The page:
Wallabies version 2010 has all the right components but how will the machine work when it's turned on?

MATT BURKE June 4, 2010

This game should evolve fairly predictably: a win for Australia over Fiji to kick-off the Test campaign.

Yet the beauty of these games is that they often throw up curve balls. For the Wallabies it's all about starting again - letting go of the past 14 weeks of Super rugby and getting the right combinations that will best suit the style of the game the national team wants to play.

And what is that style? Well, like many, I am awaiting the answers from the personnel chosen for the first game of the year. Chosen on form, and a little on reputation, this team oozes size and speed, unpredictability and structure.

You have to get the combinations right to become a successful team, and to remain a successful team, you need to keep those combinations together for a long time. This comes down to the selectors making the right choices from the off and the players delivering consistent performances week in, week out.

Let's take a look at some of the players that will face Fiji tomorrow night in Canberra. Perhaps the most influential positions in any team are the halves. Through the Super 14 season, the Reds' pair appeared destined to get the nod. But with Will Genia injured, an opening has developed for Luke Burgess to impress in front of the selectors in a game where the basics will be the key to victory.

I say basics because when you play sides like Fiji, who have unbelievable individual flair but sometimes lack the discipline required for the 15-man game, the match can turn into basketball. And this is what you don't want.

Yes, they are entertaining for fans, and the players get a laugh too, but such games lack the hard-match experience needed to get players and structures ready for the intense Test rugby ahead against England, Ireland and eventually the Tri-Nations.

And these games often come down to which side has the best individual players and the most flair. We all remember Rupeni Caucaunibuca from Super rugby, and how he can turn a game on its head. Discipline in the Wallabies' ranks will have to be paramount. Not discipline in the sense of not giving away penalties but more the way they, as a team, play the game.

Quade Cooper, the Australian Super 14 player of the year, has had a remarkable time of it in the past four months. His confidence is high and, in a good way, he has a degree of arrogance when he takes the field.

His style is to take the ball to the line and commit the defence, then throw the pass. He has had a lot of success at the Reds with this tactic.

The difference now is he will be working with men who need to adjust to his style of play. Australia's centres both come from different states and they get the ball in their hands a little earlier from their respective No.10s.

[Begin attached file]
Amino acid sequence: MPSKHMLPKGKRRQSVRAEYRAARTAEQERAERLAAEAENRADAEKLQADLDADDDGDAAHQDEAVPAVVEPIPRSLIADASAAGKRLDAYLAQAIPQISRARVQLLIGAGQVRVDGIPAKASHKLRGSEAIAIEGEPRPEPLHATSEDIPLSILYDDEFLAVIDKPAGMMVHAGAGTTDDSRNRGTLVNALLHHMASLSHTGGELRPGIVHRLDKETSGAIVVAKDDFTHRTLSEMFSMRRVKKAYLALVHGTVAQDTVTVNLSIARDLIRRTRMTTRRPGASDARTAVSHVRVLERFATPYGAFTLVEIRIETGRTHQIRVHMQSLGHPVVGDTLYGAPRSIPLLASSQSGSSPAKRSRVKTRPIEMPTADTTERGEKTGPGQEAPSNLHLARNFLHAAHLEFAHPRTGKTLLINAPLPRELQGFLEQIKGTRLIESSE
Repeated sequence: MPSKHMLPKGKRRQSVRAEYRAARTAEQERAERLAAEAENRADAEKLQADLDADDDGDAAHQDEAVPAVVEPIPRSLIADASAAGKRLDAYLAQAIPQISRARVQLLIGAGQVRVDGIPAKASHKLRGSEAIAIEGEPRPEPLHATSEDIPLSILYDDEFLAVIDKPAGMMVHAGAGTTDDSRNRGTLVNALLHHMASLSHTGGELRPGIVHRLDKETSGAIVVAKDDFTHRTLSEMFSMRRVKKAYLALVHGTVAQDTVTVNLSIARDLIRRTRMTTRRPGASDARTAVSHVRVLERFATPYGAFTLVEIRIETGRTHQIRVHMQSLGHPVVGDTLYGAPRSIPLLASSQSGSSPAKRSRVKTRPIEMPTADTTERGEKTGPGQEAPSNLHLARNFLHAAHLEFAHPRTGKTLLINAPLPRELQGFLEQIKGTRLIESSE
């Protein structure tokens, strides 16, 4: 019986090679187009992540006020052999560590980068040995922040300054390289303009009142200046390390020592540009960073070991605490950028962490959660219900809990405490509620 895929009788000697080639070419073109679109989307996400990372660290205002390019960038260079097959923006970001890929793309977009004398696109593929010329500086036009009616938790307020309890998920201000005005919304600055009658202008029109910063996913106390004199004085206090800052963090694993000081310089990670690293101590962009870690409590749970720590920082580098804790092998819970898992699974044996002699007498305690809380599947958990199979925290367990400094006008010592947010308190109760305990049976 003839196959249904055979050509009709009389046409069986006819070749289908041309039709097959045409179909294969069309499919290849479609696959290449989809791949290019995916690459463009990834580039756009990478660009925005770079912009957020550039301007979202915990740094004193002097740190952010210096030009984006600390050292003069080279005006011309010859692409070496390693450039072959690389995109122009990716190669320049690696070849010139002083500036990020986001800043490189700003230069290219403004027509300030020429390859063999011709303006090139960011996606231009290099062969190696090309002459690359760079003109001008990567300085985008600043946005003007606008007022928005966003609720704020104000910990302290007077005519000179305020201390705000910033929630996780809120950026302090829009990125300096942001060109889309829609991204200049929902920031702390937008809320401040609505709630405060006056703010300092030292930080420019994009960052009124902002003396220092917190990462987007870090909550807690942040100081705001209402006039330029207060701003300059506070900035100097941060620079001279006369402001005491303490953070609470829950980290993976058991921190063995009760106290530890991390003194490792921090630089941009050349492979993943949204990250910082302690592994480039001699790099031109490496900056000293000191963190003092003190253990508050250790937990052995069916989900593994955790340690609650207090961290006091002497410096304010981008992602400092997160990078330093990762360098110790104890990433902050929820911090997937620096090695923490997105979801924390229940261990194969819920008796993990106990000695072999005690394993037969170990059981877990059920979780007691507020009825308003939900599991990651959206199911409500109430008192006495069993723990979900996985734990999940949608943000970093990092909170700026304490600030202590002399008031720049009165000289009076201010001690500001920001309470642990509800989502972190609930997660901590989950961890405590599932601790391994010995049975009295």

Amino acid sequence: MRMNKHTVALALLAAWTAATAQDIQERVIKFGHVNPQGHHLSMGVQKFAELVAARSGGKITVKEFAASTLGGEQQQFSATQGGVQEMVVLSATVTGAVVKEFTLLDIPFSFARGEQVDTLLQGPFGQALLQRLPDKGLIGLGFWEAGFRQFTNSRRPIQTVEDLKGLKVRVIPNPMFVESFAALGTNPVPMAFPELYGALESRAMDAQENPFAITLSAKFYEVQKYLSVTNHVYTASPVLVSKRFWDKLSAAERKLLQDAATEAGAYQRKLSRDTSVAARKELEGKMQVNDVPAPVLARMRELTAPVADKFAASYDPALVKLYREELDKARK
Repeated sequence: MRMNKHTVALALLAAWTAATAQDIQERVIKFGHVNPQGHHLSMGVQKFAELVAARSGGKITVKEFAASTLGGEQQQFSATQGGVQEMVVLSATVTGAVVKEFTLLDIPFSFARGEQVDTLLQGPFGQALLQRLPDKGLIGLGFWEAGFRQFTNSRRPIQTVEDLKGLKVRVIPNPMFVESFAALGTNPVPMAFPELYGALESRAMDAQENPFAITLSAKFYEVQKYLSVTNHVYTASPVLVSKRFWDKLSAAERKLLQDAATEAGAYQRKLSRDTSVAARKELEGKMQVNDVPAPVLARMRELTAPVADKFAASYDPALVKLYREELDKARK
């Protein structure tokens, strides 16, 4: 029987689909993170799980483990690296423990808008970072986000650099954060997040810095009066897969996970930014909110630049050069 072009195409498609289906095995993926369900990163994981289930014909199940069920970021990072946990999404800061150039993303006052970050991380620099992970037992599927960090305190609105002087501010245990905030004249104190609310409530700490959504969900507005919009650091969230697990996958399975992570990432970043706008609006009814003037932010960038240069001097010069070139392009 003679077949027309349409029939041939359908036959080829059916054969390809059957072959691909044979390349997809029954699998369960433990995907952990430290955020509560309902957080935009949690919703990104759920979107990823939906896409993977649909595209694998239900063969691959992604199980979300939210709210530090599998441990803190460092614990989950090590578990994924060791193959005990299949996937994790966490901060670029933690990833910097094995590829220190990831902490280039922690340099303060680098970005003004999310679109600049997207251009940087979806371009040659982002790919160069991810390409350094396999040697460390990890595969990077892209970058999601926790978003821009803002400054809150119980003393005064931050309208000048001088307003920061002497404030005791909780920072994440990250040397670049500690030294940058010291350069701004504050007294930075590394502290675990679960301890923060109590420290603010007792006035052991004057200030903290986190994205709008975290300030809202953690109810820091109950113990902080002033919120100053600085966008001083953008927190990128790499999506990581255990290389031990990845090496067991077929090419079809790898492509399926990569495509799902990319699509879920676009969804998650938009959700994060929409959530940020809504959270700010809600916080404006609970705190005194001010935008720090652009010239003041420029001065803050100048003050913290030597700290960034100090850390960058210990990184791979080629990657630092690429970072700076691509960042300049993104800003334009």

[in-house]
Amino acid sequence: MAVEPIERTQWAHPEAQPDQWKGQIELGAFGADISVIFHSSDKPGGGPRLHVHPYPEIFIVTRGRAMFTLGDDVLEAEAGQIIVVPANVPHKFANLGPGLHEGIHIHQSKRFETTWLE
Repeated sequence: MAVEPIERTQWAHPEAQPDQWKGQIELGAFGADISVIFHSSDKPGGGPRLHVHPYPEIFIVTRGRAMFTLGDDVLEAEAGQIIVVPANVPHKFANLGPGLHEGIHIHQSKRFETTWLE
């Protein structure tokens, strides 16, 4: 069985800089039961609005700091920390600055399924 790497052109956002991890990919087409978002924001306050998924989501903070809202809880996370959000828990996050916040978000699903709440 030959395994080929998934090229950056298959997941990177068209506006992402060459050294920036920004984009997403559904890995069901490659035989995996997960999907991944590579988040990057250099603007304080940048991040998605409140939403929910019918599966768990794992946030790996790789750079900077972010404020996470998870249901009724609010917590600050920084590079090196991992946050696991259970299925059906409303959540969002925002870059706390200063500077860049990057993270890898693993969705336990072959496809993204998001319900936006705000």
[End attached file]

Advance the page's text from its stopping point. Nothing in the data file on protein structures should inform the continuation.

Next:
An old hand in Matt Giteau will control the game well at inside-centre. The left foot/right foot combination of the 10 and 12 will work well for the Wallabies in the kicking department and you won't lose out if either one of these players steps up to be first receiver.

As for Rob Horne, this, his first Test, will be a special occasion. My only advice for him is to get an early touch and get the confidence working early.

The back three also represent different states and will have to find their feet and do it fast. All are incredible runners with the ball in hand and will no doubt attack at every chance, but again it comes down to decision-making.

Putting it simply, ball going forward - run; ball going backwards - look to return it off the boots and get it in front of the forwards. They will appreciate it.

The forwards are the ones who, technically, have to spend more time together, as they cover more facets of the game. The lineout, the scrum, kick-off receipts - all are parts of the game that need precision and timing to deliver perfect ball.

It's great to see some new faces in the pack, too. Just reward for an impressive season.

I hope the natural game of Huia Edmonds, a ball running No.2, doesn't change and get tighter by going to the next level. Hopefully, Ben Alexander will continue where he left off with the Brumbies. He is an impressive scrummager but has the ability to offer himself as a passing option for the backs.

The second-rowers, Dean Mumm and Nathan Sharpe, are two strong options at lineout time. Both are smart in attack and, more importantly, in defence. Watch Sharpe orchestrate the calls to baffle the Fijians in attack and poach some lineout ball in defence.

Richard Brown, David Pocock and Rocky Elsom are all top-class scavengers when it comes to getting the ball. The idea of defence is not to stop the man, but to get the ball back, and these men do a great job. The Wallabies are looking not only for a good opening hit-out but are also mindful of the bigger picture - they must chase down the lead group at the moment, and without doubt that benchmark is set by South Africa.